"This text is an example of what Ebru Diriker (2005) calls a de-contextualized meta-discourse."

Question 4 (my dissertation area) on Critical Discourse Analysis. "In the time allotted, please consider the relationship between Critical Discourse Analysis and what you imagine to be its utility as a tool for your project.

Part 1: Theory: What is it about discourse analysis that is particularly illuminating of the moment in which the EU finds itself? Using the discussion presented by your choice of two different theorists, address what critical discourse analysis offers to your project that a purely textual reading of what people say through translators does not (i.e., what does HOW people say things reveal that WHAT they say does not)? How do the former and the latter complement each other and what ontological status does each have as data?

Part 2: Application: Turning more specifically to your project, how do you seek to collect the two types of data and what do you think they will reveal about your concerns around power and democracy?"

Ha ha! I actually answered this! :-) "The two theorists I’ve selected for this response are Jan Blommaert and Mikhael Bakhtin."

Question 6 (a speciality area) on Democracy. "Ziarek notes that

“The ethos of becoming poses and redefines the question of agency and freedom of historically constituted subjects: no longer seen as an attribute or a possession of the subject, freedom is conceptualized as an engagement in praxis.”

Using this quote as a jumping off point, provide some reasoning first for the use of dissensus in radical democracy, potential critiques of this approach and an example, via the EU Parliament, of how agency and freedom might be enacted."

Uh oh. Longest run-on sentence in the world? "Dissensus, a term chosen by Ziarek (An Ethics of Dissensus) because of its “carnal implications” and implication of both “meaning and sensibility,” enables the inclusion of both primary forms of human living (being) in the political, decision-making realm: that of co-constructed social meanings (the relational) and that of intrasubjective phenomenology (the experiences and perceptions of/by “self” ~ however conceived). Her direct argument involves the necessity of embodiment and its valorization as a source of knowledge."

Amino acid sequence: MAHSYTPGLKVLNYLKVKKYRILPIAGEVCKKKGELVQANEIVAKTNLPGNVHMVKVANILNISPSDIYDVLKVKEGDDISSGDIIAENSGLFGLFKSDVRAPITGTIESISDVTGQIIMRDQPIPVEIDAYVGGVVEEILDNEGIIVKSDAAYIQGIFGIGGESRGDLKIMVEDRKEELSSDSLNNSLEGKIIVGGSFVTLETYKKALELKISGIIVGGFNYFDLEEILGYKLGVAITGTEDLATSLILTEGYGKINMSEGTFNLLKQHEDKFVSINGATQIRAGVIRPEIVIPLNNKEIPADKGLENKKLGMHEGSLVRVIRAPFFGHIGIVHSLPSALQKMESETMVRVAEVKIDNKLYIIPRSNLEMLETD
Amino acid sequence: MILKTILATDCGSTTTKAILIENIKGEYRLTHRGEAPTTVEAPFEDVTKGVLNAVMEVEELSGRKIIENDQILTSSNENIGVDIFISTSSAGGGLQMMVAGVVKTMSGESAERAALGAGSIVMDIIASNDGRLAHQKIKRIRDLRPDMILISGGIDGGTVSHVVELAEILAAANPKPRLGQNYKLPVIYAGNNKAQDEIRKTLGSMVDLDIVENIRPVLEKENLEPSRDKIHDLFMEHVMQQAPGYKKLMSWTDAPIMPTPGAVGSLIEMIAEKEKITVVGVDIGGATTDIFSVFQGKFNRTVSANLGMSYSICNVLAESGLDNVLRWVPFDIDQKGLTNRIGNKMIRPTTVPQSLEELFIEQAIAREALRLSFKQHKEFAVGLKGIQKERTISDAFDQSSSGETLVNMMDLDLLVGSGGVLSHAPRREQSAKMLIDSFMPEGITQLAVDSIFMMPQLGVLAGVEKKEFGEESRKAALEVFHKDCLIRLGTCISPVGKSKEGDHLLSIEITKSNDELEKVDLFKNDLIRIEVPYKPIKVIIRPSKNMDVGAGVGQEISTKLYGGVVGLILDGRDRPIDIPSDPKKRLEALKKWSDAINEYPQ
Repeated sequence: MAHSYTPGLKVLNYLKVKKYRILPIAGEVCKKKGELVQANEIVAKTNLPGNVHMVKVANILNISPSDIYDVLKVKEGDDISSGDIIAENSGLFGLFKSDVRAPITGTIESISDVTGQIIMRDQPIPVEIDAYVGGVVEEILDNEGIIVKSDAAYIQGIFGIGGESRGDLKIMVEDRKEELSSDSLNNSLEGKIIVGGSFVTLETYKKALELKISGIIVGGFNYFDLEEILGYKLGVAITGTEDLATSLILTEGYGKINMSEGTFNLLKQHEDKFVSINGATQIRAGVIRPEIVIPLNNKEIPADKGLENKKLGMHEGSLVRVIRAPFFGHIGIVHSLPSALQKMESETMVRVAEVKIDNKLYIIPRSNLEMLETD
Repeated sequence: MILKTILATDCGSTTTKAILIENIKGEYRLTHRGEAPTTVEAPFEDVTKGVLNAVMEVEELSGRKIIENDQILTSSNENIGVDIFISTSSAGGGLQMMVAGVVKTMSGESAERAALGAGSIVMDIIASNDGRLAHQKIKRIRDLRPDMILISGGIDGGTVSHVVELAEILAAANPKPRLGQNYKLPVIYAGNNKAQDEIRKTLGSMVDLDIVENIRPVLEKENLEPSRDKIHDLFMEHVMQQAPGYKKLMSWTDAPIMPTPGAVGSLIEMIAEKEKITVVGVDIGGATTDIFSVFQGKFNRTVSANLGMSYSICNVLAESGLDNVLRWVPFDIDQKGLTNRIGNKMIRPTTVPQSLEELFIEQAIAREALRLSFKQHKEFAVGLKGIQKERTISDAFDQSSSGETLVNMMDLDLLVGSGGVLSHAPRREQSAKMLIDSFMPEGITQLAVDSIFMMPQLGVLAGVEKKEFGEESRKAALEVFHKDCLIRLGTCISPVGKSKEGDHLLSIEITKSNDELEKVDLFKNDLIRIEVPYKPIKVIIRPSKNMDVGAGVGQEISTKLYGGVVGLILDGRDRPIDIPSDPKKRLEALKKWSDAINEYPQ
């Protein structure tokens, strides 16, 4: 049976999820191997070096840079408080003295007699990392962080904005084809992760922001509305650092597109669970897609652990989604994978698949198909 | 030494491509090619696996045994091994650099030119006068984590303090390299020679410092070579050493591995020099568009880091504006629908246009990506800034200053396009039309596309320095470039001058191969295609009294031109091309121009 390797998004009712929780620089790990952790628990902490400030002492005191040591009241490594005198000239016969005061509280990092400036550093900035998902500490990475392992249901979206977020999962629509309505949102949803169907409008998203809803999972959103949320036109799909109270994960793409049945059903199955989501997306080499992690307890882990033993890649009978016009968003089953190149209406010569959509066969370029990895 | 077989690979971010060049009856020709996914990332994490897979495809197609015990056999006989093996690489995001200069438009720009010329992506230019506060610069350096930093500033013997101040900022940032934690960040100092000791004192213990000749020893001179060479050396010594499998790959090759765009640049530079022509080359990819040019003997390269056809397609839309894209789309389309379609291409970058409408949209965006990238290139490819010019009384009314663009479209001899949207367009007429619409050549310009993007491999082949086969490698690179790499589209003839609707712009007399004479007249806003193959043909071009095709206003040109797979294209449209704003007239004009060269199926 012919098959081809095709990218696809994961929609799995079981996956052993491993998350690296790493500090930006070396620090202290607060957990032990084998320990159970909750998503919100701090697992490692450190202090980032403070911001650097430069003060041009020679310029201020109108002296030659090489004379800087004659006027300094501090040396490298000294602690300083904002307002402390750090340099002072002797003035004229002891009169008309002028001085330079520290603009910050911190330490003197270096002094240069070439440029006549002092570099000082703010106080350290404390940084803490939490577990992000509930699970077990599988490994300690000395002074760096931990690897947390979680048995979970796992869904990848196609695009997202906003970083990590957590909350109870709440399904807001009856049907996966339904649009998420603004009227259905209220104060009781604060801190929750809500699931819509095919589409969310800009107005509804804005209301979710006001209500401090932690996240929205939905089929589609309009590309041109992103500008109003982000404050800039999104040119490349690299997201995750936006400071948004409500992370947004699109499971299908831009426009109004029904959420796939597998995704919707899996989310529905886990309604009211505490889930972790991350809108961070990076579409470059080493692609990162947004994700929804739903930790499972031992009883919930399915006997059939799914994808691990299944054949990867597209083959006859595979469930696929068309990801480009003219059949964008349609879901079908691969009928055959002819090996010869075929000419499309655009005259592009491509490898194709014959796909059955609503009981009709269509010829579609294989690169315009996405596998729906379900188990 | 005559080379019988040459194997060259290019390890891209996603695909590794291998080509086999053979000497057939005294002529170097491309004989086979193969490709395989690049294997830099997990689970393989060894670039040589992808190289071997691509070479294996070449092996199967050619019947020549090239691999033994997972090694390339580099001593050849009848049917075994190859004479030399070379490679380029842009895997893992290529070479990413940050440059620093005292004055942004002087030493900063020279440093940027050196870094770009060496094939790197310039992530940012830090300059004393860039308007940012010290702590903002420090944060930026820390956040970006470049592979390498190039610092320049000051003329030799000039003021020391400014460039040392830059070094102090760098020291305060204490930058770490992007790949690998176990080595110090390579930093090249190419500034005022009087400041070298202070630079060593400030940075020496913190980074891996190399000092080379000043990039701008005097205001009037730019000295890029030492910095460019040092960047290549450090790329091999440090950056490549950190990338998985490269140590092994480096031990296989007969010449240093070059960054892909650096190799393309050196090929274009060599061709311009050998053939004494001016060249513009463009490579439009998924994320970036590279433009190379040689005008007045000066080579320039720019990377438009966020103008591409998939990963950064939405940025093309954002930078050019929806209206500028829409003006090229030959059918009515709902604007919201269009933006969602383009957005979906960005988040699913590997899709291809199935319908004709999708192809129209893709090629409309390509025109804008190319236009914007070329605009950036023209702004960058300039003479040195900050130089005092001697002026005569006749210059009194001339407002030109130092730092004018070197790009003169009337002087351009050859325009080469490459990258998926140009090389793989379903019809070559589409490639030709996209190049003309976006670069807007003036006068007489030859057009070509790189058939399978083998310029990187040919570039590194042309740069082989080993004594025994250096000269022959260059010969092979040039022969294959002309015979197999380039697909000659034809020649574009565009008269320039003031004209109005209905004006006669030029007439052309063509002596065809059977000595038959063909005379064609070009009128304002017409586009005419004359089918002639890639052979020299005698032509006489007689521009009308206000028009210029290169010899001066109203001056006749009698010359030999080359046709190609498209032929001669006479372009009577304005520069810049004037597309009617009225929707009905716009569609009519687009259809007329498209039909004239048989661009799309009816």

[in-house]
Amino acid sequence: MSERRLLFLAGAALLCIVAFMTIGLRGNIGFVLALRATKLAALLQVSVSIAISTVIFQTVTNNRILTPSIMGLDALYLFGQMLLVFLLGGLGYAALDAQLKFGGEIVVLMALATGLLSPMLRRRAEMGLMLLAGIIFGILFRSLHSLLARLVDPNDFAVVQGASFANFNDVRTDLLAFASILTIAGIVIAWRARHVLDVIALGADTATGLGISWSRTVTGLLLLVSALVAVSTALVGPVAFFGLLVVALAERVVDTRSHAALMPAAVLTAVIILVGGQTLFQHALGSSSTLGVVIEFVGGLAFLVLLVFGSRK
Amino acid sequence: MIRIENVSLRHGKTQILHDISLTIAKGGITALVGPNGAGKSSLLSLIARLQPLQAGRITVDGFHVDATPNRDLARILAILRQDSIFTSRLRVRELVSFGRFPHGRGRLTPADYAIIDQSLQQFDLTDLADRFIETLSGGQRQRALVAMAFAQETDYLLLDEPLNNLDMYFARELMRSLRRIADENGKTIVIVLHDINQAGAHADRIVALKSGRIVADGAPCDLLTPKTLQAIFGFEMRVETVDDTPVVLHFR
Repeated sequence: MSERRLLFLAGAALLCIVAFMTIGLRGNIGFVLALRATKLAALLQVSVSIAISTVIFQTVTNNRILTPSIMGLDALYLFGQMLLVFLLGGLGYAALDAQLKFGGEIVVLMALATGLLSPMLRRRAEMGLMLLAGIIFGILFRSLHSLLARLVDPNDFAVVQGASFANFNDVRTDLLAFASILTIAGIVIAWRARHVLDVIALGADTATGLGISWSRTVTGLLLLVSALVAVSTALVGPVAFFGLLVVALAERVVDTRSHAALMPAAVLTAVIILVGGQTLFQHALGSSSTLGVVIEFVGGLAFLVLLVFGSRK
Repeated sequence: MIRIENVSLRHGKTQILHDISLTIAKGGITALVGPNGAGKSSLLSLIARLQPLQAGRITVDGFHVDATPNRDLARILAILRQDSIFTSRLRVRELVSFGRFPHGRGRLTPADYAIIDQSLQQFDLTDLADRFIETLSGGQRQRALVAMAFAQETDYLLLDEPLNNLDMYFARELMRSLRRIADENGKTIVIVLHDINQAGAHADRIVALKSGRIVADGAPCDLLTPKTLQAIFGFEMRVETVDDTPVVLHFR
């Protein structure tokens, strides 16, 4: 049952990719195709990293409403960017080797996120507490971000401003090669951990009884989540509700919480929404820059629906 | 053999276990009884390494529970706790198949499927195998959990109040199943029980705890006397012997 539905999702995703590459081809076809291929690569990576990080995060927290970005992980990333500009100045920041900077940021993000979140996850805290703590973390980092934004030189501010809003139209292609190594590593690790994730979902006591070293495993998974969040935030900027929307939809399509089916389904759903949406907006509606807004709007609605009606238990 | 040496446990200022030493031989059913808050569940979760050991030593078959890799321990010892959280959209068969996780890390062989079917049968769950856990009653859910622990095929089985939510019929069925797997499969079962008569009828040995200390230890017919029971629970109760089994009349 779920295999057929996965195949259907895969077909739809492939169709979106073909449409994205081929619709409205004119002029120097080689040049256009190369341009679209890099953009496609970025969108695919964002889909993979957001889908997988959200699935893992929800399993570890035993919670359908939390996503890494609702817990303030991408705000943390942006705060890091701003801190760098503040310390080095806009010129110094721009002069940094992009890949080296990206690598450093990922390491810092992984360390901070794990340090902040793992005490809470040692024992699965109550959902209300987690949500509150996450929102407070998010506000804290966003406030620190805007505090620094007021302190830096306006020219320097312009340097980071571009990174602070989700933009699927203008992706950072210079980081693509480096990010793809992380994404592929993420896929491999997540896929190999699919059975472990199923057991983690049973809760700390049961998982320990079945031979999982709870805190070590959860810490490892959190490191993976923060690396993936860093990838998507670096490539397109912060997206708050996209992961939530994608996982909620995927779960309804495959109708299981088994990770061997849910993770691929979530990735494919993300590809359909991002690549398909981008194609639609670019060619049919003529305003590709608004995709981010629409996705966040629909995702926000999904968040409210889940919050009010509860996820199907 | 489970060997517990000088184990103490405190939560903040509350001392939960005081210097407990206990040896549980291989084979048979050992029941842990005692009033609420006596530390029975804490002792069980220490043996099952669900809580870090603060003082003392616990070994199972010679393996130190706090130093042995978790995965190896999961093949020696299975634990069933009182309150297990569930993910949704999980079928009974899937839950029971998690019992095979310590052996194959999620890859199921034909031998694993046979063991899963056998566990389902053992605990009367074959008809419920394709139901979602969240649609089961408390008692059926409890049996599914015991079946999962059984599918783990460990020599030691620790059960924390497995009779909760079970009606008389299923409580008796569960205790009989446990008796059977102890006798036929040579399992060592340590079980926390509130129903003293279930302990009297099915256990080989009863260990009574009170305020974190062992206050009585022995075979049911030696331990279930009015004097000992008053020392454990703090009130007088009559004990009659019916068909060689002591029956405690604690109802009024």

Posted by Steph at 8:24 AM | Comments (2)

September 27, 2006

Oh Snap!

"All things and all moments touch each other at every point."

Danah Zohar, The Quantum Self (1990:34)

Her particular argument is critiqued; and/but others provide alternative arguments leading to a similar conclusion: quantum mechanics has much potential to inform us about the meaning of life.

Posted by Steph at 11:15 PM | Comments (0)

September 18, 2006

"Hug or Blow?

Blow or hug?" Zeynep wondered out loud while the birthday candles melted onto her rich chocolate cake. It was past 1 a.m. in Amherst. Not exactly the time one would expect a party, especially having just completed a cross-country flight. "Welcome back!" she said to me and Little Brother. (We spent our summers in Turkey and Romania, respectively.)

Anuj (creative visionary and primary organizer) wasn't there for the pre-party, playing chauffer while we discussed (among other things) the differences between "simply connected surfaces" (no holes) and non-simply connected surfaces (has holes). (Did you know that mathematicians begin by ignoring 3D space, collapsing everything into 2 dimensions?)

[What comes next is an exercise in mathematical metaphorics. I am probably stretching them completely out-of-shape.] [[Oh well.]] ;-) Anuj will be pleased (?) to learn that he has no holes. [Steph has a few about the size of cannonballs but that's another story!] He is not a torus (Steph, btw, is a Taurus but oh-so-close to Gemini).

Once Zeynep arrived the party rollicked on! Rajiv took pictures but I bet he didn't get one of Alenka's gift of a beaker filled with flowers. I am so jealous! I want one!!! Jake is back to being sleep-deprived. John and I compared political notes on Turkey. Tate jumped in (and was just getting ready to tell me how wonderful commutable matrices are when Zeynep arrived - next time?)

Lava looks totally manly. Ricardo spoiled Anuj's golf swing by taking video. Sue (sp?) and Clara (?) kept to themselves in the kitchen but I did walk in on some kind of bizarro knife play - I ducked into the bathroom fast. Did I miss anyone?

My evening didn't end when I left. Just to add some more excitement, someone (who is learning how to drive) decided to weave over the center yellow line. What are those flashing lights behind us? Sigh. Fortunately, the cop bought my explanation that he weaved, "Probably just because we were talking." It didn't hurt that my registration and driver's license were current. And that LB didn't say "We just left a party!" Instead he said we were going to "Amherst" and coming from "Amherst." I added, when the cop pressed, that we were at an apartment on Pleasant St. Unbelievably, the cop accepted the most ragged learner's permit you've ever seen and issued only a verbal warning. Whew!